Whether you were looking for a high-performance crate engine, off-road tires or something as goofy as “eyelashes” to attach to attach to your car’s headlights, there was seemingly something for everyone wandering through the sprawling Las Vegas Convention Center during the course of the last week.
It was all part of what has come to be known as the SEMA Show, the annual gathering of the Specialty Equipment Marketers Association. The largest trade group for automotive aftermarket suppliers says it’s on track to report close to $32 billion in sales this year, reflected by the record turnout of more than 2,500 vendors and many as 150,000 visitors to this year’s event.
“Anything you can put on a car or fix a car with, they have it at the SEMA Show,” gaped Chris Perry, the general manager of Chevrolet.
The largest of the General Motors divisions staked out a major presence of its own at SEMA, with dozens of production models and concept vehicles – ranging from a high-performance version of the Spark EV to two special edition Corvettes – on display.
And Chevy wasn’t unique. A growing list of auto manufacturers participate in the SEMA show, including brands as diverse as Kia, Ford and Lexus. And there are a variety of reasons why. For one thing, most makers now offer their own, expansive catalogues of parts and accessories. And the annual gathering is a great way to get the word out.
“This is an influential group that comes here,” explains Hyundai’s Scott Margason, who oversees the maker’s involvement with SEMA. Reaching that community fits well with the Korean carmaker’s effort to change its image from that of traditionally “rational,” if dull brand. “We’ve been trying to put more emotion into the brand,” Margason adds.
(Kia shows its Soul at SEMA. Click Hereto check out five cool concepts.)
Honda had the same thing in mind as it unveiled both the newly updated Civic Si coupe and the new HPD street performance parts ioeration.
Chrysler staked out perhaps the largest presence of any auto manufacturer with more than 40 different concept and production vehicles on display. It also used SEMA to announce the return of the classic “Shaker” hood that was a hallmark of its top muscle cars in the ‘70s, as well as the new Mopar ’14, a limited-edition, heavily customized version of the Dodge Challenger.
“We exist to challenge the un-boring,” proclaimed Pietro Gorlier,” head of Mopar, during a SEMA news conference.
(Even battery cars like the Chevy Spark EV get the performance treatment at SEMA. Click Here for more.)
While the major automakers dominated the SEMA Show floor, they were only a small part of the name count of exhibitors. This year saw another 5% more sign on, bringing the total count to around 2,500, according to Peter MacGillivray, the trade group’s events director. Virtually every inch of Sin City’s vast convention hall was used for the show – with vendors spilling over into a number of the parking lots. With 150,000 tickets sold, the SEMA Show ranks second only to the annual Consumer Electronics Show in the hierarchy of Las Vegas events.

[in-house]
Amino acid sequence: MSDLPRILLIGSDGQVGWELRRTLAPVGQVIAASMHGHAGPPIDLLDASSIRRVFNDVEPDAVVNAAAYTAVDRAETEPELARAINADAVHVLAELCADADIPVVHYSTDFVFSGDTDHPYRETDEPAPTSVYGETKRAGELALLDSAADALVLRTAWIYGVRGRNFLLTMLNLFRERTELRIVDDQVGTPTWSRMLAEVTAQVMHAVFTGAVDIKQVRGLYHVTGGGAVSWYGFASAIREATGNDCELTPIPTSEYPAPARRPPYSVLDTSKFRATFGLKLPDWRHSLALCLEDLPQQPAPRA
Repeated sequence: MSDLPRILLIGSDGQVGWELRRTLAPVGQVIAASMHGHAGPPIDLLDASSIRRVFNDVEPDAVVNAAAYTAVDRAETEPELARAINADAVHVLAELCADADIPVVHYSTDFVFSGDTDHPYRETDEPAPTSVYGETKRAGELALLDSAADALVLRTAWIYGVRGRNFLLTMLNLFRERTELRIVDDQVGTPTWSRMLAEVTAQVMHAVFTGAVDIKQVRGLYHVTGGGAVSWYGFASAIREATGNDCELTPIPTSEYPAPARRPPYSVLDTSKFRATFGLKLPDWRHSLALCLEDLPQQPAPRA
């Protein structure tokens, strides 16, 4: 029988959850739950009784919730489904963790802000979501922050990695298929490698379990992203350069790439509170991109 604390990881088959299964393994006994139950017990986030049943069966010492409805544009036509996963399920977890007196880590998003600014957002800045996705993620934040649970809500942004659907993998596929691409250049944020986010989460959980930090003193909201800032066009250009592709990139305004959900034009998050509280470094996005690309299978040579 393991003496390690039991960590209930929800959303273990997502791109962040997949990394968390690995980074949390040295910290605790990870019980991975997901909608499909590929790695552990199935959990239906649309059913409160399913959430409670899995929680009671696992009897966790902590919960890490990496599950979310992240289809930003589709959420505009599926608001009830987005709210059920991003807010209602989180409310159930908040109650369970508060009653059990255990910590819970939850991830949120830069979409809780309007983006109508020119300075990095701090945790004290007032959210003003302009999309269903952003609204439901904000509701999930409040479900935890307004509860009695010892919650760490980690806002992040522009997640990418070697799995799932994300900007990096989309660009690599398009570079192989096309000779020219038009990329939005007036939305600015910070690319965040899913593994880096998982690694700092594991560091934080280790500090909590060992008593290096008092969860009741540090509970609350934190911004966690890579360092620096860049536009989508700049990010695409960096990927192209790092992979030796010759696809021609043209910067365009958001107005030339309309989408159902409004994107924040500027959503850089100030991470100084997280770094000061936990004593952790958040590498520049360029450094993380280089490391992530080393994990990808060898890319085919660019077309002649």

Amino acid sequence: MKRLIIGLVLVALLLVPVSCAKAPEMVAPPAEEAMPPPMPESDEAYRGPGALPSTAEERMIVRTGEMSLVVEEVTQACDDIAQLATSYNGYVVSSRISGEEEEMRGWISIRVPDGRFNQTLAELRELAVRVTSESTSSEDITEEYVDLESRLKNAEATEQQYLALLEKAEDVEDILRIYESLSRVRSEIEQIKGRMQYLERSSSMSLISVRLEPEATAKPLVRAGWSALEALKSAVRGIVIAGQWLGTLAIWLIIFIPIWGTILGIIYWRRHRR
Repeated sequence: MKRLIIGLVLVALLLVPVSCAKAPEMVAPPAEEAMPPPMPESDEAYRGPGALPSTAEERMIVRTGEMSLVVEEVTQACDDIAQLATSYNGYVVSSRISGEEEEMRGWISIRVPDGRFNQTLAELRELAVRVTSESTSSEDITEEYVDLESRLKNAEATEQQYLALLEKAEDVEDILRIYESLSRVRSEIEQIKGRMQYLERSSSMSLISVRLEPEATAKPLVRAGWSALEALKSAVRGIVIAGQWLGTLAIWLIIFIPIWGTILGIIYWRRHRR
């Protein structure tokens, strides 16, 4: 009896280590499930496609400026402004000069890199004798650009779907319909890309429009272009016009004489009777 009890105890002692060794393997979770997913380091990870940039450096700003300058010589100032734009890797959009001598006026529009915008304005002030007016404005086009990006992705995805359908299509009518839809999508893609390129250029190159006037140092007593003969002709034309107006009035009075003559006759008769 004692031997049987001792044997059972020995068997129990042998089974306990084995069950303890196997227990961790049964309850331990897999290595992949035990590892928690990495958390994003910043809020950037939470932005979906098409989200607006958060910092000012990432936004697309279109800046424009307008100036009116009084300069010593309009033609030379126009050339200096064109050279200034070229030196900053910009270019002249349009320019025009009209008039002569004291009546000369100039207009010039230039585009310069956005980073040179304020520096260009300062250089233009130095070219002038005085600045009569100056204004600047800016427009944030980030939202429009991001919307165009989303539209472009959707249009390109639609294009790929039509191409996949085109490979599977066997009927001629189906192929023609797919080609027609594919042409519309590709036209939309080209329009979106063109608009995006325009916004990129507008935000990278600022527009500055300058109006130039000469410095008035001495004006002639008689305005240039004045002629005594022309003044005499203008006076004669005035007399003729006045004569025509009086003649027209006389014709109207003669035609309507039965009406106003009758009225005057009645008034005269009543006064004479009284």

“It’s a strong economy and that’s attracting a lot of buyers,” MacGillivray explained, adding that by even the most conservative measures SEMA members are expected to generate about 3% more business than last year when, still coming out of the industry’s worst recession in decades, sales totaled around $31.2 billion.
Buyers could find something for everyone at the show. Traditionally, the emphasis has been on performance, and there were plenty of high-performance crate engines and other accessories designed to cut 0 to 60 times. But the event has broadened its appeal – and product mix – substantially in recent years.
Electronics have become a major staple, whether in-car entertainment systems or neon lighting strips to attach to a vehicle’s rocker panels.
“I’m stunned at the SEMA Show to see what you can do to your car,” laughed John Mendel, Honda’s top American executive.
(Click Here for a first look at the 2014 Honda Civic Si.)
One of the biggest trends in recent years to emerge at SEMA has been the focus on the youth market. That might seem surprising considering the steady drumbeat of headlines suggesting that Millennials have lost their interest in the automobile.
“We read these but they’re only telling half the story,” asserts SEMA’s MacGillivray. He agrees that many young consumers have lost their passion for cars and are more likely to spend their disposable income on smartphones and other consumer electronics. “But there are still plenty of gearheads, and among them, the love of cars is as strong as ever.”
A key to attracting younger buyers is to offer the opportunity to customize their vehicles – much as Apple and other smartphone manufacturers have discovered. And perhaps nowhere is the ability to personalize a vehicle more apparent. No wonder the lines to get into the SEMA Show – whether exhibitors or shoppers – are so long.
Tags: 2013 sema show, Honda Civic Coupe, auto aftermarket, auto customization, auto news, auto parts, car news, car parts, chevy sema, honda sema, hyundai sema, kia soul sema, paul a. eisenstein, paul eisenstein, sema show, thedetroitbureau